The death toll from Kentucky tornado: 77 deaths


The death toll from the Kentucky tornado: 77 deaths, breaking the record for the deadliest storm in state history

 The group of tornadoes that destroyed entire towns and thousands of homes in Kentucky last weekend is now the deadliest in state history.

Kentucky Governor Andy Bashir said Friday the death toll is as high as 77, making these storms the deadliest in Kentucky history.

Three of the dead on Beshear's list are people he said, "we went missing and are from Hopkins County, but either died outside Hopkins County or the coroner was not informed," so there could be a contradiction.

He said he thought the state's death toll was correct - 17 - but "I pray that this is wrong."

Bashir added that 16 people are still missing, most in Hopkins County.

The best estimate for casualties at this time is 138 people who went to emergency rooms for care during or shortly after the storms, Bashir said. He said he did not know their current situation.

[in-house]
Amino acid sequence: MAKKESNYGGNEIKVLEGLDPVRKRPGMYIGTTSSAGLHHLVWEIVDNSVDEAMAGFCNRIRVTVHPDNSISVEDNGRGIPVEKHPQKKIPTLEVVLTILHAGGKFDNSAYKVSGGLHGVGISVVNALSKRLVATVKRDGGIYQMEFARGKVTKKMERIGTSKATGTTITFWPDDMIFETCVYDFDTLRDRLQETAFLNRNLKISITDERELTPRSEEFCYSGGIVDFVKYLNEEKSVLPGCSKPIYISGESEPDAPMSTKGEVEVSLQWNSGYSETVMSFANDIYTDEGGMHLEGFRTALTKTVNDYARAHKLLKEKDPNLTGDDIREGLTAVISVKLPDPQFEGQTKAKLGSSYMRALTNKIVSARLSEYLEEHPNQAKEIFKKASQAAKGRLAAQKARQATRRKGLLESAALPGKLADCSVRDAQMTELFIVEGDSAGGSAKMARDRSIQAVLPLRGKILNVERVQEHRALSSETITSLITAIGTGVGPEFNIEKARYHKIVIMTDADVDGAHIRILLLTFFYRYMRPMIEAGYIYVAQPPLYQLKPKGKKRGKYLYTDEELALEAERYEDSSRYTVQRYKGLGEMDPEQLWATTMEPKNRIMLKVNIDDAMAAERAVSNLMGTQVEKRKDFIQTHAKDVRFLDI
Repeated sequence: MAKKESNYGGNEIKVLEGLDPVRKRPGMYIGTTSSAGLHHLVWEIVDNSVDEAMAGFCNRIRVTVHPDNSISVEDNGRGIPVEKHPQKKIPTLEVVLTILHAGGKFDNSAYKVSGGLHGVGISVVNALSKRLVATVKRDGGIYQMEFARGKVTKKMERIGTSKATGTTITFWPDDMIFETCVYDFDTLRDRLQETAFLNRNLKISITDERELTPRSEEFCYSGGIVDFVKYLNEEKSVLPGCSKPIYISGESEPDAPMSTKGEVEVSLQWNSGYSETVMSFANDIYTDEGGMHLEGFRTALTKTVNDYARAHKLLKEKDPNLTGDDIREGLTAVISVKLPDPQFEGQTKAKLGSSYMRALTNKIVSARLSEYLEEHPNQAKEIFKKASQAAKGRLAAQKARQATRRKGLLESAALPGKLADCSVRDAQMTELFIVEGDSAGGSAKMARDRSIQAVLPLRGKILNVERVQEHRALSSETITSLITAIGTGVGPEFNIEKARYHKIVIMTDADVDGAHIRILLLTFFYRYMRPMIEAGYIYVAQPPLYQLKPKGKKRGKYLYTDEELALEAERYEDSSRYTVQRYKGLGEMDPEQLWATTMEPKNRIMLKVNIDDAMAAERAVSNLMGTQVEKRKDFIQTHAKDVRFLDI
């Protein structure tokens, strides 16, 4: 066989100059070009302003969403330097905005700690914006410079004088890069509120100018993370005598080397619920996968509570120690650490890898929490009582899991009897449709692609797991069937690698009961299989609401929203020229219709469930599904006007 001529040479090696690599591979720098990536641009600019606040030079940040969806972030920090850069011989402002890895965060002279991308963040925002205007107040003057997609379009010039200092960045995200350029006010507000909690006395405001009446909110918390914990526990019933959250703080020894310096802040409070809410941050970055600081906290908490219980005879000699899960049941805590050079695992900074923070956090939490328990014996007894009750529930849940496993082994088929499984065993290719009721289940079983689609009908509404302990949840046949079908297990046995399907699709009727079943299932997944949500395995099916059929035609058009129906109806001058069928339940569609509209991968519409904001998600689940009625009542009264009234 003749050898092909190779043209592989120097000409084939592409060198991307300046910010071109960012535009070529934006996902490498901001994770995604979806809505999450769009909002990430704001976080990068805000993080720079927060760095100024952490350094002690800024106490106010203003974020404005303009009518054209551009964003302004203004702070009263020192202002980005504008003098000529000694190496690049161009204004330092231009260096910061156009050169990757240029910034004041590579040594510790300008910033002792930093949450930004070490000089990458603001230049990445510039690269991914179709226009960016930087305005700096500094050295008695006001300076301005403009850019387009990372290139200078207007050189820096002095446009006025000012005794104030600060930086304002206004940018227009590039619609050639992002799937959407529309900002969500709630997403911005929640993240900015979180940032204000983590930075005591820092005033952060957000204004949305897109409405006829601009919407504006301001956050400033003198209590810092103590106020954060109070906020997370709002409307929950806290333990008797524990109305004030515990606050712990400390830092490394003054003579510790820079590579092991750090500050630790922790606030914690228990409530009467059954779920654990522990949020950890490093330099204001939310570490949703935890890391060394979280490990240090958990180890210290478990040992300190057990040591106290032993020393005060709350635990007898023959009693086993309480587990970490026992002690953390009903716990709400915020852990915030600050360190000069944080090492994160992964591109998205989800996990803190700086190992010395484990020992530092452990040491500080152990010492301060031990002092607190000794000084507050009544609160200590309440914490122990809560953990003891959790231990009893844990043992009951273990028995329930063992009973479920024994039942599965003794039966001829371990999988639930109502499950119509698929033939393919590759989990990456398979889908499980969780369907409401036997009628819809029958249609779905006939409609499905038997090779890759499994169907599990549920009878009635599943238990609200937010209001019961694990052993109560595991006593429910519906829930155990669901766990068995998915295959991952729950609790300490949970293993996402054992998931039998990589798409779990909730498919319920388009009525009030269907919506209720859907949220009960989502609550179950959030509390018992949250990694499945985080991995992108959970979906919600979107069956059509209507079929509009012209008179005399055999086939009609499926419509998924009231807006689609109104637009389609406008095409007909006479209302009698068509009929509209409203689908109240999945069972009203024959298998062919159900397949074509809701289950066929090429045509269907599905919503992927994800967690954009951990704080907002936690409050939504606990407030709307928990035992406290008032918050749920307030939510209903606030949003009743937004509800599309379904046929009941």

Until this month, the deadliest tornado event in Kentucky was in Jefferson County in 1890, when 76 people were killed, according to the National Weather Service.

The EF4 tornado caused $2.5 million in damage, about $7.6 billion in 2021.

The National Weather Service's office in Paducah announced Wednesday that the hurricane that hit Mayfield was tentatively identified as an EF4, the second-worst violence category.

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An official estimate of how much damage the recent hurricanes caused was not released, but Beshear previously said, "it's in the hundreds of millions of dollars at least."

"We are hurting," Bashir said Thursday. "We still hurt, and it still hurts so much. But we're not broken."

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